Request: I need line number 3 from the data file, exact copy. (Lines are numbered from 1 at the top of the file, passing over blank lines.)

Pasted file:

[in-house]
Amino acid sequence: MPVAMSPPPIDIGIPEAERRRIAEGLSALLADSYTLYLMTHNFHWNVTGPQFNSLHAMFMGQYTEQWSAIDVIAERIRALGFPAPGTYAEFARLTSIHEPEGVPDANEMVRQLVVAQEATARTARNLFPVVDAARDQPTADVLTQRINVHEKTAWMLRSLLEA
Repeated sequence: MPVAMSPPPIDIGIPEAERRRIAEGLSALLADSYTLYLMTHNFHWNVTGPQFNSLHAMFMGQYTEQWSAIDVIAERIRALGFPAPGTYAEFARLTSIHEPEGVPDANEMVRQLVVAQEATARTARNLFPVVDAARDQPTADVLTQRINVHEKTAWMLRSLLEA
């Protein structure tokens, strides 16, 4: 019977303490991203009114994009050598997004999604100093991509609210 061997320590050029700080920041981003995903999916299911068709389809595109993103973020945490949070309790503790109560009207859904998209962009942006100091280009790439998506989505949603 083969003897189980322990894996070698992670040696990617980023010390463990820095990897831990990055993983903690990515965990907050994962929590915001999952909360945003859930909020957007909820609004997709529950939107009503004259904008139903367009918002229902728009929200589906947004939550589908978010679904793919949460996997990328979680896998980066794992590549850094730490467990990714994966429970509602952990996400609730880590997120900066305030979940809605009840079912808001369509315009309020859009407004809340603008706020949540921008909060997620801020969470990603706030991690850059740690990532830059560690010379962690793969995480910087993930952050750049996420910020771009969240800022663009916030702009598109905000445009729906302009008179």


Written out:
Repeated sequence: MPVAMSPPPIDIGIPEAERRRIAEGLSALLADSYTLYLMTHNFHWNVTGPQFNSLHAMFMGQYTEQWSAIDVIAERIRALGFPAPGTYAEFARLTSIHEPEGVPDANEMVRQLVVAQEATARTARNLFPVVDAARDQPTADVLTQRINVHEKTAWMLRSLLEA